Betelgeuse, the red giant star, has been exhibiting unusual behavior since the Great Dimming that occurred in 2019 and early 2020. The fluctuations in brightness that were a regular occurrence have changed, and the star has become uncharacteristically bright. Currently, Betelgeuse is at 142 percent of its normal brightness, with a steady upward trend for months and a peak of 156 percent in April. This has led to speculation that Betelgeuse is about to blow in a spectacular supernova. However, scientists believe that its current behavior is more likely to be a bit of ongoing wobbliness following the 2019 dimming, and the star will return to normal within a decade.

The Uncommon Star

Located around 700 light-years from Earth, Betelgeuse is one of the most interesting stars in the sky. It is a red giant star in the final stage of its life, and its current behavior is not typical for this type of star. Betelgeuse was once a blue-white O-type star, the most massive stellar weight class. Stars of this mass range burn through their hydrogen stores more rapidly than lighter-weight stars. Betelgeuse is only about 8 to 8.5 million years old, whereas the Sun, at 4.6 billion years old, is only about halfway through its hydrogen-burning lifetime.

Betelgeuse has since changed its spectral type, as it has almost run through its hydrogen reserves. It is now fusing helium into carbon and oxygen and has grown to about 764 times the size of the Sun and about 16.5 to 19 times its mass. Eventually, it will run out of fuel to burn, go supernova, throw off its outer material, and its core will collapse into a neutron star.

The Great Dimming Event

During the Great Dimming event, Betelgeuse decreased in brightness by almost 25 percent, and astronomers scrambled to figure out the cause. It turned out that cooling on Betelgeuse’s surface caused a massive cloud of dust to condense on the star. This cloud was subsequently ejected, partially obscuring Betelgeuse, causing it to appear to dim. This behavior is fairly normal for a red giant star, but scientists say we rarely get such a front-row seat.

Changes in Fluctuations

Before the Great Dimming, Betelgeuse had regular cycles of brightness fluctuations, with the longest of these cycles being around 5.9 years and another lasting 400 days. However, the Great Dimming appears to have caused changes in these fluctuations. In a new paper uploaded to preprint server arXiv, astrophysicist Morgan MacLeod of the Harvard-Smithsonian Center for Astrophysics found that the 400-day cycle seems to have halved. This pulsation cycle is driven by expansion and contraction inside the star. According to simulations conducted by MacLeod and his colleagues, a convective plume inside Betelgeuse could have welled up, becoming the material that breaks away from the star. During the process, this upwelling disrupted the phase of the 400-day cycle, producing a roughly 200-day cycle that the star is currently exhibiting.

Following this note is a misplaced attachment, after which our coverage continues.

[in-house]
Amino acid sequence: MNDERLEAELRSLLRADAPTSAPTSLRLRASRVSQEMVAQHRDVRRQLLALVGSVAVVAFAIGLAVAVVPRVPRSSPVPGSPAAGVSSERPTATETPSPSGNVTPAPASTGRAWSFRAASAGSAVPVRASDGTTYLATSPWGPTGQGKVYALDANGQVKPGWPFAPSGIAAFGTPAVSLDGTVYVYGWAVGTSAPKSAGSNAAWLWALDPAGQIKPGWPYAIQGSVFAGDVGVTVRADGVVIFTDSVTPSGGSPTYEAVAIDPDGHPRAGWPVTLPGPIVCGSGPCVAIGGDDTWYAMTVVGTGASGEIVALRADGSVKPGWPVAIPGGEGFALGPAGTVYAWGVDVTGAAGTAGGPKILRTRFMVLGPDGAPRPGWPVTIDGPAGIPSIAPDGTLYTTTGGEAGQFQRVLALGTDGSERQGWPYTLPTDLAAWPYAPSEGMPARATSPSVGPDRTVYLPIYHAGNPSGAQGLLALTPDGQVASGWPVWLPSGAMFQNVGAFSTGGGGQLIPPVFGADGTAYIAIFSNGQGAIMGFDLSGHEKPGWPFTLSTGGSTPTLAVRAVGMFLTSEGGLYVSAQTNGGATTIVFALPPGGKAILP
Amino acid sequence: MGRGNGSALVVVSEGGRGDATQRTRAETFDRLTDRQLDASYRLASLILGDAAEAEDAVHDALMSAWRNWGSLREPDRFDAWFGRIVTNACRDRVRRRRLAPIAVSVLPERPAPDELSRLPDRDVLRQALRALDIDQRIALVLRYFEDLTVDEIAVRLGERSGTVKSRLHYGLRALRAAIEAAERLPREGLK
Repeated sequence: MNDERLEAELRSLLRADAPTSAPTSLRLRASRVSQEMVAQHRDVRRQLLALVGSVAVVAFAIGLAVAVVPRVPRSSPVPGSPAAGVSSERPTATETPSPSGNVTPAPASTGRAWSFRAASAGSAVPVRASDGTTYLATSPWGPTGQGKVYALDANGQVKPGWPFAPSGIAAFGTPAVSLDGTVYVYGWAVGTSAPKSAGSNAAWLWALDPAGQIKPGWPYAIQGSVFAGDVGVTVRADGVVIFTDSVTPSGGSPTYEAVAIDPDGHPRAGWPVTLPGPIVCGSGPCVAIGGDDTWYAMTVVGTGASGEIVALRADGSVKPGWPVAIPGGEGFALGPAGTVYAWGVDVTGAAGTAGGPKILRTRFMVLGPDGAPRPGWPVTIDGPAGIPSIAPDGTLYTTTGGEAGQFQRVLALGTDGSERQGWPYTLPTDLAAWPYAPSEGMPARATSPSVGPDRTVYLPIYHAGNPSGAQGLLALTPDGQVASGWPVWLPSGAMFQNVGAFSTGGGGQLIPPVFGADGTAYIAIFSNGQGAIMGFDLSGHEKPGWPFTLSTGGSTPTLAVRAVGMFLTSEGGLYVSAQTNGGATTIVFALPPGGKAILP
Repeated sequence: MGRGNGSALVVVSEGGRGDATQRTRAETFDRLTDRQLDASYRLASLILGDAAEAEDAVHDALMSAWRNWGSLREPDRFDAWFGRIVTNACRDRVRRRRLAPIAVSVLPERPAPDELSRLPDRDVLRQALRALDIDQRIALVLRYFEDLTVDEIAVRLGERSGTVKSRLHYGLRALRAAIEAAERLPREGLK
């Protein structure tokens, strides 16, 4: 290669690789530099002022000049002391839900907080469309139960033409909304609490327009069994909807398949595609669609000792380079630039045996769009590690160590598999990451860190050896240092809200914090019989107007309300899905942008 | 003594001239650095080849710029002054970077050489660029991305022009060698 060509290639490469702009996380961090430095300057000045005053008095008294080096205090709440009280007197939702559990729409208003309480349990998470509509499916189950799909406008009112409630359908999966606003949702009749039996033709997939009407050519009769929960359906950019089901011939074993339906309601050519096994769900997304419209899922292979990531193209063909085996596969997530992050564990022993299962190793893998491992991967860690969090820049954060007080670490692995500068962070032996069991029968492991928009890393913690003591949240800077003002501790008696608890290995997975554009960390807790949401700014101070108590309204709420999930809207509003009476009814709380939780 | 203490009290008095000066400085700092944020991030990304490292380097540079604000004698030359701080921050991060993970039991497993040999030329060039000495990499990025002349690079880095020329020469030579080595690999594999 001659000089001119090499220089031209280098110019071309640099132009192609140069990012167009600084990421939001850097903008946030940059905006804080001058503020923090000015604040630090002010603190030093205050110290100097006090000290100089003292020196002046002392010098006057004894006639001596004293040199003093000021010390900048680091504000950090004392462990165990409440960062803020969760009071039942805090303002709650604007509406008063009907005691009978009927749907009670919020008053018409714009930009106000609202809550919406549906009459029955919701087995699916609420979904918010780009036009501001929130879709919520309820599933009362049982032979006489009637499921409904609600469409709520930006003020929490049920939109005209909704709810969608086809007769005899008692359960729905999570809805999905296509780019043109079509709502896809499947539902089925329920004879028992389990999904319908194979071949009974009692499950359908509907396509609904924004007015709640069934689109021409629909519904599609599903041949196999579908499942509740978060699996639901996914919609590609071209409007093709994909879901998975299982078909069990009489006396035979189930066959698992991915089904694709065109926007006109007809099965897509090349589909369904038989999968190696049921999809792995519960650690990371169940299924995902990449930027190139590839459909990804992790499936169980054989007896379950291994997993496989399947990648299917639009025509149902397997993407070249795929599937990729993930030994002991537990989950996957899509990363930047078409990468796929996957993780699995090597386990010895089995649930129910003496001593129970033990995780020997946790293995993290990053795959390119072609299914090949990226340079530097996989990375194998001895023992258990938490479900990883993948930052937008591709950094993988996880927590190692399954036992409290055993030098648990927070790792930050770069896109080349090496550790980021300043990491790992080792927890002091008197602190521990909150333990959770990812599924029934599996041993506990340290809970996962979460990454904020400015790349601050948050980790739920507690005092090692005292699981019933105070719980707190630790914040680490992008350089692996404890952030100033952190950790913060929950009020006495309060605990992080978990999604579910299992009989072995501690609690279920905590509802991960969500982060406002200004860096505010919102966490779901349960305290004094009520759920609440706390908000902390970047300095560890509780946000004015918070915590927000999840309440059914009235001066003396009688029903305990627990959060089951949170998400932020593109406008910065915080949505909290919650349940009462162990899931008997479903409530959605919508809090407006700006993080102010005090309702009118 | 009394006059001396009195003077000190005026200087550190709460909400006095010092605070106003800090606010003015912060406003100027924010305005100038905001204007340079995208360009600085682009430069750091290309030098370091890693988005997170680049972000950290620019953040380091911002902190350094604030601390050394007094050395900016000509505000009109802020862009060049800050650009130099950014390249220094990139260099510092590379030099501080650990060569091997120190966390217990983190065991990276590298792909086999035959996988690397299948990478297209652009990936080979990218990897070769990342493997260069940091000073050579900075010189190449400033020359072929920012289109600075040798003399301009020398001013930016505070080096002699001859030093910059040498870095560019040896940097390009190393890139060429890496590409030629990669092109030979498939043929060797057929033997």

Current Behavior

Betelgeuse is still reeling from the Great Dimming, meaning that its current brightening is also likely related to ongoing issues. As astrophysicist and Betelgeuse expert Andrea Dupree of the Harvard-Smithsonian Center for Astrophysics – a co-author on MacLeod’s team – told Scientific American, “Just imagine if you take a hunk of the material out. Then everything else is going to swish in, and it’s going to slosh around … I think what’s happening is that the top layers are having a problem coming back to normal.”

Betelgeuse, the red giant star, has been exhibiting unusual behavior since the Great Dimming that occurred in 2019 and early 2020. The fluctuations in brightness that were a regular occurrence have changed, and the star has become uncharacteristically bright. However, scientists believe that its current behavior is more likely to be a bit of ongoing wobbliness following the 2019 dimming, and the star will return to normal within a decade. Betelgeuse is a unique star, even for a red giant, with an interesting past and an uncertain future. Its behavior continues to surprise astronomers, keeping them on their toes and offering a front-row seat to the fascinating wonders of the universe.

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